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Fight over stolen homeless beds, empty shelters hits SF City Hall

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“These beds are for the sickest among us, the people you and I see on the streets completely on their own.”

The Priscilla Chan And Mark Zuckerberg San Francisco General Hospital And Trauma Center Photo by Justin Sullivan/Getty Images

A shell game that’s been moving critical resources for San Francisco’s homeless and mentally ill residents and leaving much-needed shelter beds empty earned City Hall ire on Tuesday, as SF supervisors asked who is behind the weird goings-on at the city’s Department of Public Health (DPH).

All the furor is on account of the Zuckberg San Francisco General Hospital’s Behavioral Health Center, part of the wing of the hospital that provides “psychotherapy, psychiatric medication consultation to primary care providers, and social service intervention and linkage.”

Patients with serious mental health challenges may stay at the center for weeks or even years to receive long-term treatment. In many cases, this is the only thing preventing these patients from becoming homeless.

But for reasons that are still hazy, over 40 beds from the health center are sitting empty, and in August Mission Local broke a series of stories revealing plans to seize beds from the hospital for use in homeless Navigation Centers—essentially converting long-term housing for the homeless into short-term homeless housing instead.

At Tuesday’s Board of Supervisors meeting, district nine Supervisor Hillary Ronen, whose district includes SF General, was spitting mad about the mattress shuffle and, alongside Supervisor Matt Haney, ordered a City Hall hearing “in the next two to three weeks” to shake out guilty parties.

Ronen called the shifting of mental health resources a “shocking decision to remove 41 out of the 55 beds at the adult residential facility, the only city providing long-term care for several mentally ill people at our city.”

Citing the “deeply troubling mental health crisis that we see on our streets,” Ronen opined “these [beds] are for the sickest among us, the people you and I see on the streets completely on their own” otherwise, accusing city organs of “nibbling around the edges” of of the homeless crisis.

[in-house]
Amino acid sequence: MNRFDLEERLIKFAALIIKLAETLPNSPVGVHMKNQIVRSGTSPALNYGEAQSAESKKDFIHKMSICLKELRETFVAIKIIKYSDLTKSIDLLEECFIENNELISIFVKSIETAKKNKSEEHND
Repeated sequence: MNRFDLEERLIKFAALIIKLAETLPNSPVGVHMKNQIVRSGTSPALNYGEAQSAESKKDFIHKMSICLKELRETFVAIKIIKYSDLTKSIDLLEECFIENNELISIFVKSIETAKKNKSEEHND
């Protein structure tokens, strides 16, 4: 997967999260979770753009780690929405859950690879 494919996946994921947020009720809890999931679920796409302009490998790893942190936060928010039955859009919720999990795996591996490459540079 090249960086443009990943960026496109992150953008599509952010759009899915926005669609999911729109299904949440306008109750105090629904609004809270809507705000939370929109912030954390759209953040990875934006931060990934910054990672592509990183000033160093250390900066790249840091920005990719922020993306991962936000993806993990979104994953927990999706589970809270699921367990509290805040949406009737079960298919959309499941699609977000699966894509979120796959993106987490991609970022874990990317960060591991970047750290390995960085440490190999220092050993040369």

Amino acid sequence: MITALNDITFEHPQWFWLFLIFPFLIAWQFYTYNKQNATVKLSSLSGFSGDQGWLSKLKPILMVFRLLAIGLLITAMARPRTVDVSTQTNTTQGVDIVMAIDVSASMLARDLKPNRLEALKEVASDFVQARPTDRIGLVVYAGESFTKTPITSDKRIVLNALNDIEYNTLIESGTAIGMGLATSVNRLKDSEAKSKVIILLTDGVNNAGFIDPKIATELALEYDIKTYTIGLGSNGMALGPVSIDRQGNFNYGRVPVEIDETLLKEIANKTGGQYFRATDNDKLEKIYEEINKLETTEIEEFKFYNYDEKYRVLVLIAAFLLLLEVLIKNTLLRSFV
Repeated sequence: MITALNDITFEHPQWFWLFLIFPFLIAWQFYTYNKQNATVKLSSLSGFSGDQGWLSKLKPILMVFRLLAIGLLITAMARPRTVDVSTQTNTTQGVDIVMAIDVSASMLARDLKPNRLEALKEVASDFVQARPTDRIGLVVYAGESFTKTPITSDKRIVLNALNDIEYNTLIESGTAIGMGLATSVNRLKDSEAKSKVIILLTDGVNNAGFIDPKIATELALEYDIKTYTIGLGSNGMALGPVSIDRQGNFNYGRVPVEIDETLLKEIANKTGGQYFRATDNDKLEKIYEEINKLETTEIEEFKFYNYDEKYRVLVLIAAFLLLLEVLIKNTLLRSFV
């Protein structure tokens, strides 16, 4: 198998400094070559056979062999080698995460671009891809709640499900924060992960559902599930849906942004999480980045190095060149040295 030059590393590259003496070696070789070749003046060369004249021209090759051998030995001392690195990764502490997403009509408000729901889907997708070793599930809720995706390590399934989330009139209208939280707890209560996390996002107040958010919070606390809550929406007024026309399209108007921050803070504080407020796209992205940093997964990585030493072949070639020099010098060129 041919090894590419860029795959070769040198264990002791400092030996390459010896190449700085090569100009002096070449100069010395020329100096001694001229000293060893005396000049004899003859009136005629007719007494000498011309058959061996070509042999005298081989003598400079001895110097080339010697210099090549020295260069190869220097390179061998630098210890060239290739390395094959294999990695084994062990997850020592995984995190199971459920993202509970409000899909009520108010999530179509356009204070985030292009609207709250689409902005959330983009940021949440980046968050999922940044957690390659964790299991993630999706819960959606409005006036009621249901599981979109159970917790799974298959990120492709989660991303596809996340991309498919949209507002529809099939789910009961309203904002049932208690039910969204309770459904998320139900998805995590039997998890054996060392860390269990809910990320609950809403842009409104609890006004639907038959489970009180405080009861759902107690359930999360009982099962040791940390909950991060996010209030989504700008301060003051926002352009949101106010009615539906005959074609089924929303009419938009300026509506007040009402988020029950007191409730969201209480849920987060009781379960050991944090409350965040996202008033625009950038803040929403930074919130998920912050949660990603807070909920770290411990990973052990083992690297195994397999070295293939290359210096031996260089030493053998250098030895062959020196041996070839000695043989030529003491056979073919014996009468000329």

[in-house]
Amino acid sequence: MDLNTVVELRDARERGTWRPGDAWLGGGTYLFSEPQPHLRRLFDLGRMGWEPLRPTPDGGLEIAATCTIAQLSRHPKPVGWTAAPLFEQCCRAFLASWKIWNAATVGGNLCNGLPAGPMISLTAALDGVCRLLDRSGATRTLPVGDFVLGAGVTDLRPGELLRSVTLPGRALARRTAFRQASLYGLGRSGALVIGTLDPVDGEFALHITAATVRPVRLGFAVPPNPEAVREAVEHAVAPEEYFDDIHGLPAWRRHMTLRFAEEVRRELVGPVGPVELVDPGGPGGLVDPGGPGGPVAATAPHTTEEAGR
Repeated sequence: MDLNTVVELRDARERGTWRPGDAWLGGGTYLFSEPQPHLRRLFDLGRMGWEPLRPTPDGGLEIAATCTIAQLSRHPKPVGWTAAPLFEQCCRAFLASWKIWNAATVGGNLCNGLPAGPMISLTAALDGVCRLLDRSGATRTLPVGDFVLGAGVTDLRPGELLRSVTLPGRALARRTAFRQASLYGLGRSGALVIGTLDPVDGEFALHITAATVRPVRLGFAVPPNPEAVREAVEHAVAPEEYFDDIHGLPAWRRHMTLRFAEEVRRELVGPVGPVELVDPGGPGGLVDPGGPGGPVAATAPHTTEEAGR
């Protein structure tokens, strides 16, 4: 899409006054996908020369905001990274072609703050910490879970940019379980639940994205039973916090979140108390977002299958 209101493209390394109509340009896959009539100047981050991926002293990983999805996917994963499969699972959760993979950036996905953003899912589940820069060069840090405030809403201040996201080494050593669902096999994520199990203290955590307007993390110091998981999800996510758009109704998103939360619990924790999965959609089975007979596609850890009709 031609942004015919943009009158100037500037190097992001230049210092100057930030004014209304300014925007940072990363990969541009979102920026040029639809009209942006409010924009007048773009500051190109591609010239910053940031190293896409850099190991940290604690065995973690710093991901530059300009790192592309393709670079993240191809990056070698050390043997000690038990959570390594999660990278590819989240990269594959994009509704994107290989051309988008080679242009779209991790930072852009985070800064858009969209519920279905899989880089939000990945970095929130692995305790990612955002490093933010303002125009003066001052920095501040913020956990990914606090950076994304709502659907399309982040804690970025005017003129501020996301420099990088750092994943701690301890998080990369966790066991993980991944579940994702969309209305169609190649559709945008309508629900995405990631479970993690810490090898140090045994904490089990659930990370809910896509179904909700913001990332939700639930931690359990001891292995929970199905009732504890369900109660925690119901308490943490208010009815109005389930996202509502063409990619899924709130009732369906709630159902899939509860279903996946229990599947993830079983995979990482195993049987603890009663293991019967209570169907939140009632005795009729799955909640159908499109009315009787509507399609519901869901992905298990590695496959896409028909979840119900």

Ronen and Haney want decision makers from DPH and the Department of Human Resources called onto the carpet to explain the still mostly mysterious decision to stop admitting patients to the hospital facility and to attempt to move the beds elsewhere.

Earlier in the day, Supervisor Rafael Mandelman also took on the brewing fracas but struck a much more conciliatory tone, noting that the hospital has suffered “staffing issues” and saying “I believe DPH staff when they say they’ve been trying—they need to try harder.”

Mandelman moved that DPH “bring all 55 beds online” but proposed a deadline of 2021 to do it, an said that in the coming weeks “the department should present to the board a report on the barriers” to keeping the clinic fully operational.

On Wednesday, less than 24 hours after city lawmakers publicly stewed over the effects of mental health neglect on the city’s homeless, Mayor London Breed announced that the city’s “230 most vulnerable behavioral health clients experiencing homelessness will immediately begin receiving enhanced care coordination [...] to streamline housing and healthcare” as part of a new pilot program.

That includes assigning the program participants with “care coordinators” to help them access city services and boosting hours at the city’s Behavioral Health Access Center on Howard Street.

The announcement did not specifically cite the problems at SF General, but the mayor’s office was quick to cite spending “funding will support over 100 additional behavioral health treatment and recovery beds at multiple different levels of treatment.”